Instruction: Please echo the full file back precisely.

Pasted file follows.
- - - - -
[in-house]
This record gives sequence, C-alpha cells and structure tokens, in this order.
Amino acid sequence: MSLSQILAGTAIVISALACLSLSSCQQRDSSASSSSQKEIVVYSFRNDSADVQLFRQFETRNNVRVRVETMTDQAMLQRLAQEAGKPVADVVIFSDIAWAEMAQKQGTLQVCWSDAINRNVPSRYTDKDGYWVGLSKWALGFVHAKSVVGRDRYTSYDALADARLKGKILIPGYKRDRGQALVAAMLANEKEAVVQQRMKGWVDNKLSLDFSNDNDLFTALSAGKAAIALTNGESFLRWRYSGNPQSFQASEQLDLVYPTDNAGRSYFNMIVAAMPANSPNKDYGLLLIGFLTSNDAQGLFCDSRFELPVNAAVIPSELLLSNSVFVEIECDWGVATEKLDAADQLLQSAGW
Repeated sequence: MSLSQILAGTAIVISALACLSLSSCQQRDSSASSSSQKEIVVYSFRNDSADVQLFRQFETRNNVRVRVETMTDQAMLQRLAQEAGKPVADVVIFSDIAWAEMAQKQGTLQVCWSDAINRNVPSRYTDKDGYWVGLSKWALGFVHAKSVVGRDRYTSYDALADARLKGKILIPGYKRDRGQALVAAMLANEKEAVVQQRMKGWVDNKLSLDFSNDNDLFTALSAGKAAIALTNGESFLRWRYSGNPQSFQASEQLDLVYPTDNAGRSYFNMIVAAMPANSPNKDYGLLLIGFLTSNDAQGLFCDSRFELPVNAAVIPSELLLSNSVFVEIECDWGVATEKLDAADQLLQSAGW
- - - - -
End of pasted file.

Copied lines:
[in-house]
This record gives sequence, C-alpha cells and structure tokens, in this order.
Amino acid sequence: MSLSQILAGTAIVISALACLSLSSCQQRDSSASSSSQKEIVVYSFRNDSADVQLFRQFETRNNVRVRVETMTDQAMLQRLAQEAGKPVADVVIFSDIAWAEMAQKQGTLQVCWSDAINRNVPSRYTDKDGYWVGLSKWALGFVHAKSVVGRDRYTSYDALADARLKGKILIPGYKRDRGQALVAAMLANEKEAVVQQRMKGWVDNKLSLDFSNDNDLFTALSAGKAAIALTNGESFLRWRYSGNPQSFQASEQLDLVYPTDNAGRSYFNMIVAAMPANSPNKDYGLLLIGFLTSNDAQGLFCDSRFELPVNAAVIPSELLLSNSVFVEIECDWGVATEKLDAADQLLQSAGW
Repeated sequence: MSLSQILAGTAIVISALACLSLSSCQQRDSSASSSSQKEIVVYSFRNDSADVQLFRQFETRNNVRVRVETMTDQAMLQRLAQEAGKPVADVVIFSDIAWAEMAQKQGTLQVCWSDAINRNVPSRYTDKDGYWVGLSKWALGFVHAKSVVGRDRYTSYDALADARLKGKILIPGYKRDRGQALVAAMLANEKEAVVQQRMKGWVDNKLSLDFSNDNDLFTALSAGKAAIALTNGESFLRWRYSGNPQSFQASEQLDLVYPTDNAGRSYFNMIVAAMPANSPNKDYGLLLIGFLTSNDAQGLFCDSRFELPVNAAVIPSELLLSNSVFVEIECDWGVATEKLDAADQLLQSAGW